After working all day at jobs we often dislike, we buy things we don’t need. Rutger Bregman, a Dutch historian, reminds us it needn’t be this way — and in some places it isn’t. Rutger Bregman’s TED Talk about universal basic income seemed impossibly radical when he delivered it in 2014. A quarter of a million views later, the subject of that video is being seriously considered by leading economists and government leaders the world over. It’s just one of the many utopian ideas that Bregman proves is possible today.
Utopia for Realists is one of those rare books that takes you by surprise and challenges what you think can happen. From a Canadian city that once completely eradicated poverty, to Richard Nixon’s near implementation of a basic income for millions of Americans, Bregman takes us on a journey through history, and beyond the traditional left-right divides, as he champions ideas whose time have come.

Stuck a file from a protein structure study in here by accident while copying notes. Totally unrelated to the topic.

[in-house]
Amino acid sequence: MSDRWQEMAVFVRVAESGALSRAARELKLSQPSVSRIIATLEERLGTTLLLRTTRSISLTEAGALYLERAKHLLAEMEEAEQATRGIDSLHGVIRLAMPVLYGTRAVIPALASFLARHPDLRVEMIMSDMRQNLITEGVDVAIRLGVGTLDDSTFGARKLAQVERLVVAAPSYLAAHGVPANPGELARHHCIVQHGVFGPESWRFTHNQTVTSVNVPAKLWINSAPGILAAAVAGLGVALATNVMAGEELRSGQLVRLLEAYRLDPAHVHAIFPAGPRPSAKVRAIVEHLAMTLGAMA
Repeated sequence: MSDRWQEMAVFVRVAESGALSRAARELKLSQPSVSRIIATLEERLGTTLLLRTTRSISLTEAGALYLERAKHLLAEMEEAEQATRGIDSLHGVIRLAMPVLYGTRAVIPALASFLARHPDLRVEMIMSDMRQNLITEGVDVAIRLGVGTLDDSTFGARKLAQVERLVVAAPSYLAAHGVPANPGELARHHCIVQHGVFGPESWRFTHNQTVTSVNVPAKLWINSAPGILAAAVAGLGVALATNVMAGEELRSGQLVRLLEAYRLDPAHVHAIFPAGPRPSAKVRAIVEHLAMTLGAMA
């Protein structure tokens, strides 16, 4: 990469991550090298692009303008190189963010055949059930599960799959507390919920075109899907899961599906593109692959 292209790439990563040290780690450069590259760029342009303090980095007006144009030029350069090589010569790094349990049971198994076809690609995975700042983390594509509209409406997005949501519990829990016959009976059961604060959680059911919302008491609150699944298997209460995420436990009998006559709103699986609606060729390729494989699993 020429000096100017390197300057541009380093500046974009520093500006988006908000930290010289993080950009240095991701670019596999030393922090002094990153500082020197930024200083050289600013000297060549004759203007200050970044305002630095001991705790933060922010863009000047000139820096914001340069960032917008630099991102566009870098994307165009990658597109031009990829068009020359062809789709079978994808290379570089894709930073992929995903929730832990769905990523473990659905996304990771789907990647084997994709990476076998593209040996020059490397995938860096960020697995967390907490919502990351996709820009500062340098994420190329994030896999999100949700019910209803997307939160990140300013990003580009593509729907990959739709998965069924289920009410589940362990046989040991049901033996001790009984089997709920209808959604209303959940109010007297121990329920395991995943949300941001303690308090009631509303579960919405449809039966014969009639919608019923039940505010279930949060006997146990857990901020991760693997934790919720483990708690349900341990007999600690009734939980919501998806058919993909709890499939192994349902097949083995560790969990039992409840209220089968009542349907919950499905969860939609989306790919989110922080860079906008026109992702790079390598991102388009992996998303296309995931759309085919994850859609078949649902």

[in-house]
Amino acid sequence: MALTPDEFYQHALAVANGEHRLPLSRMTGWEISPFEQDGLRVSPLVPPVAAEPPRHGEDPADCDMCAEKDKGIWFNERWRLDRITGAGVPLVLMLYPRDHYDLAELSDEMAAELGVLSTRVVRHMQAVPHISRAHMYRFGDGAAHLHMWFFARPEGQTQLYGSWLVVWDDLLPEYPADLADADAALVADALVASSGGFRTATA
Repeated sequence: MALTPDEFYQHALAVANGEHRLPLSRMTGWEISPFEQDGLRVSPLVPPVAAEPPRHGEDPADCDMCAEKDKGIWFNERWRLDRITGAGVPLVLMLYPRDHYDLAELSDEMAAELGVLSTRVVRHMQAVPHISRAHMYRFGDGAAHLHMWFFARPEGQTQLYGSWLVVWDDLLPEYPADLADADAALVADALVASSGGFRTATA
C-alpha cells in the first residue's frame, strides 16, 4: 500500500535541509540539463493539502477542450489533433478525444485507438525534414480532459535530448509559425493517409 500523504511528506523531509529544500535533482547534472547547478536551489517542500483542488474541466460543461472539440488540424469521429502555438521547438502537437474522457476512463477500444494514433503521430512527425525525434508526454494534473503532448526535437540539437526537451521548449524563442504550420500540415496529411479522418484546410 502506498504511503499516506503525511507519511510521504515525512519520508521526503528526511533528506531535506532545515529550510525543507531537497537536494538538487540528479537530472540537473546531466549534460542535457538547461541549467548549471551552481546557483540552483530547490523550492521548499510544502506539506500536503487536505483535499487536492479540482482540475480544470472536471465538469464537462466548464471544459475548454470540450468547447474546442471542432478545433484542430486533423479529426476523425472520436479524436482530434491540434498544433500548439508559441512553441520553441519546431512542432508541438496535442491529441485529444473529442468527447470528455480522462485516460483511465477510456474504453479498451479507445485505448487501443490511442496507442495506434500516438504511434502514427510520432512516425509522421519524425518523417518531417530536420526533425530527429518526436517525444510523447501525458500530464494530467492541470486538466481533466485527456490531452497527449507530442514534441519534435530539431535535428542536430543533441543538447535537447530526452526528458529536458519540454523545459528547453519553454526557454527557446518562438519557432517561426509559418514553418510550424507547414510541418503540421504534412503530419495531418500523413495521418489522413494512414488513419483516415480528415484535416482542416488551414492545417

Every progressive milestone of civilization — from the end of slavery to the beginning of democracy — was once considered a utopian fantasy. Bregman’s book, both challenging and bracing, demonstrates that new utopian ideas, like the elimination of poverty and the creation of the fifteen-hour workweek, can become a reality in our lifetime. Being unrealistic and unreasonable can in fact make the impossible inevitable, and it is the only way to build the ideal world.